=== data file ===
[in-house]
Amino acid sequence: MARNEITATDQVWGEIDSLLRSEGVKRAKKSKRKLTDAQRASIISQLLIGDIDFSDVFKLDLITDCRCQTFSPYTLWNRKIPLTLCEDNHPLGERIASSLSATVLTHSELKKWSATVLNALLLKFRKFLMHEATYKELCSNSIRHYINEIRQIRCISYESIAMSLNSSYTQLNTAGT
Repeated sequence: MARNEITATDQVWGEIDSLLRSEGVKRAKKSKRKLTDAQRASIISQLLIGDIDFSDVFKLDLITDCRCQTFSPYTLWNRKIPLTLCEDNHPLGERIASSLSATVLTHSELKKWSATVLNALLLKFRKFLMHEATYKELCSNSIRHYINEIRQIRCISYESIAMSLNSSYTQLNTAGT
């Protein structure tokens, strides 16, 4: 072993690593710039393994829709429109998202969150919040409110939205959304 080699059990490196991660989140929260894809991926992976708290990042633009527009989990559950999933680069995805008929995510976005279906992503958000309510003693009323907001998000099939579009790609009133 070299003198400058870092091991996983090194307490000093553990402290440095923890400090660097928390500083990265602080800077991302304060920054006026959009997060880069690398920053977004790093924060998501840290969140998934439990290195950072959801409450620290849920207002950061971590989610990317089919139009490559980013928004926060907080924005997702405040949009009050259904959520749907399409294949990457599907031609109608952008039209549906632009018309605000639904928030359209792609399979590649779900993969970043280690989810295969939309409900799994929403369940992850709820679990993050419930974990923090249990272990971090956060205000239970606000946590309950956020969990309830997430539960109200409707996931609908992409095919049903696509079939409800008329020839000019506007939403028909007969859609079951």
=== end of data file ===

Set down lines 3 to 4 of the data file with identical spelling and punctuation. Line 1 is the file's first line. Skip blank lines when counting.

Repeated sequence: MARNEITATDQVWGEIDSLLRSEGVKRAKKSKRKLTDAQRASIISQLLIGDIDFSDVFKLDLITDCRCQTFSPYTLWNRKIPLTLCEDNHPLGERIASSLSATVLTHSELKKWSATVLNALLLKFRKFLMHEATYKELCSNSIRHYINEIRQIRCISYESIAMSLNSSYTQLNTAGT
């Protein structure tokens, strides 16, 4: 072993690593710039393994829709429109998202969150919040409110939205959304 080699059990490196991660989140929260894809991926992976708290990042633009527009989990559950999933680069995805008929995510976005279906992503958000309510003693009323907001998000099939579009790609009133 070299003198400058870092091991996983090194307490000093553990402290440095923890400090660097928390500083990265602080800077991302304060920054006026959009997060880069690398920053977004790093924060998501840290969140998934439990290195950072959801409450620290849920207002950061971590989610990317089919139009490559980013928004926060907080924005997702405040949009009050259904959520749907399409294949990457599907031609109608952008039209549906632009018309605000639904928030359209792609399979590649779900993969970043280690989810295969939309409900799994929403369940992850709820679990993050419930974990923090249990272990971090956060205000239970606000946590309950956020969990309830997430539960109200409707996931609908992409095919049903696509079939409800008329020839000019506007939403028909007969859609079951």